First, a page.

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McLuhan House

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Centre for Art and Ideas

Located at 11342 64 Street in the beautiful historic Highlands neighbourhood, McLuhan House was restored with support from the City of Edmonton, Edmonton Arts Council, and the Social Enterprise Fund. This historic house features an interpretative display celebrating Dr. McLuhan and his connection to Edmonton. McLuhan House is dedicated to Herbert Marshall McLuhan’s life, research, and relationship to Edmonton.

Click on the video to learn more about McLuhan House and how it came to be a Historic House in Edmonton

McLuhan House Artist Studio Residency
Arts Habitat is proud to host an Artist Studio Residency Program at McLuhan House. We are pleased to introduce Amanda Chwelos, the 2019/20 Residency Artist. Amanda’s current work explores figuration and contemporary malaise through a practice based in painting. We are looking forward to watching her grow over the next year.

I think of art, at its most significant, as a DEW line, a Distant Early Warning system that can always be relied on to tell the old culture what is beginning to happen to it.

Marshall McLuhan, Understanding Media

Dr. Herbert Marshall McLuhan (July 21, 1911—December 31, 1980)
Marshall McLuhan, was a leading and often controversial 20th century thinker. He lived in Edmonton as a child, over 100 years ago. His early years significantly influenced his long-term philosophical writings, including Understanding Media  and the global impact of mass media. He played on his own famous saying, publishing The Medium is the Massage which went on to have a significant impact on international discourse about culture and technology.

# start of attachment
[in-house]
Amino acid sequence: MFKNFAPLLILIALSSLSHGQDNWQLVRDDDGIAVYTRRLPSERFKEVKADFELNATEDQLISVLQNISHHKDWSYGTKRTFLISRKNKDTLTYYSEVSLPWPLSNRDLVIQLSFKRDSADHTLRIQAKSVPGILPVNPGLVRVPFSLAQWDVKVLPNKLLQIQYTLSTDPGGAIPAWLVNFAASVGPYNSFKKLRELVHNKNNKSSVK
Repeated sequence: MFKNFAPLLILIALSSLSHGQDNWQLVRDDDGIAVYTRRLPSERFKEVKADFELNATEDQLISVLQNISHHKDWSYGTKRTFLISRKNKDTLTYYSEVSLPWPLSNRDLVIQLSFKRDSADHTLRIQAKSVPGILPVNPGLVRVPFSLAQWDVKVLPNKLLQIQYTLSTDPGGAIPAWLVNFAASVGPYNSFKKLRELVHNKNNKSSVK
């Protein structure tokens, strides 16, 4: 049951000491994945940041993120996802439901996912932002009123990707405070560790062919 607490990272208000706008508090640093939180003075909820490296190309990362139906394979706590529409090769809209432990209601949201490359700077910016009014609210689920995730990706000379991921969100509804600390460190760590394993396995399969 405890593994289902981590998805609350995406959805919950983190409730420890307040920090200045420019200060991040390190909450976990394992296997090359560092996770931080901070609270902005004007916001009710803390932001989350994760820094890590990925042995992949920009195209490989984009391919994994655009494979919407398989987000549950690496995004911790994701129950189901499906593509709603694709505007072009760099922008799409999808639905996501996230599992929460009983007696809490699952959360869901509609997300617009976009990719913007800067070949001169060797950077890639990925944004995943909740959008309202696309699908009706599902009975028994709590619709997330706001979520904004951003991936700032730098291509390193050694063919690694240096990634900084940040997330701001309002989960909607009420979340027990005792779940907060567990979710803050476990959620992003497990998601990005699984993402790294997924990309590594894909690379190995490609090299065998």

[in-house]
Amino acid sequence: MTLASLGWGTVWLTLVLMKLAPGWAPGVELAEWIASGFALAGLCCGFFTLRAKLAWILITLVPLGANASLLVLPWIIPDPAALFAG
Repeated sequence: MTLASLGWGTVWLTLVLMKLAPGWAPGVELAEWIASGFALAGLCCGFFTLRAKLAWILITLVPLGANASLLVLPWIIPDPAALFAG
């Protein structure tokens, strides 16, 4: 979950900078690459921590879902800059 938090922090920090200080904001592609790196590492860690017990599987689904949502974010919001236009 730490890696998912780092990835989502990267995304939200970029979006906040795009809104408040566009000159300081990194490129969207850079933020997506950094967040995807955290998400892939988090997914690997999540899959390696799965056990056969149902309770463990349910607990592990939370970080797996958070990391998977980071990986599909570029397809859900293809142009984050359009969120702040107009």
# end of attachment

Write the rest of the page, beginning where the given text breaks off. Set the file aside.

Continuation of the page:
McLuhan Family Portrait Collection
Twenty family photographs were restored and enlarged by Michael McLuhan and donated on behalf of the McLuhan Estate. They are complemented by didactic panels composed by McLuhan Genealogist and historian Stuart MacKay, Marshall’s cousin.

The McLuhan TV Wall
This intermedia art installation was created by University of Alberta students and professors. It is made from 5 tube TVs, and displays documentary images and sounds of Marshall McLuhan’s many celebrity appearances on North American television from the early 1950s to the late 1970s.

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